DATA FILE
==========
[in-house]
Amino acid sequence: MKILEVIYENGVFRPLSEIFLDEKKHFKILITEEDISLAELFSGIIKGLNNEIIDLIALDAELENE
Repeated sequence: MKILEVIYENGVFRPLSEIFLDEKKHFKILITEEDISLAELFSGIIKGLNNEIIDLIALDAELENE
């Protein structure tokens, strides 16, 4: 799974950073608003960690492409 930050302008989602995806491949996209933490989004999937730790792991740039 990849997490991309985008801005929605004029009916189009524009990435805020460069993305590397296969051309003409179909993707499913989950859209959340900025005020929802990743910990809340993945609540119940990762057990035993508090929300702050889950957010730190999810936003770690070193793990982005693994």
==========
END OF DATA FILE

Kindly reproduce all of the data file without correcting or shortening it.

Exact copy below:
[in-house]
Amino acid sequence: MKILEVIYENGVFRPLSEIFLDEKKHFKILITEEDISLAELFSGIIKGLNNEIIDLIALDAELENE
Repeated sequence: MKILEVIYENGVFRPLSEIFLDEKKHFKILITEEDISLAELFSGIIKGLNNEIIDLIALDAELENE
């Protein structure tokens, strides 16, 4: 799974950073608003960690492409 930050302008989602995806491949996209933490989004999937730790792991740039 990849997490991309985008801005929605004029009916189009524009990435805020460069993305590397296969051309003409179909993707499913989950859209959340900025005020929802990743910990809340993945609540119940990762057990035993508090929300702050889950957010730190999810936003770690070193793990982005693994």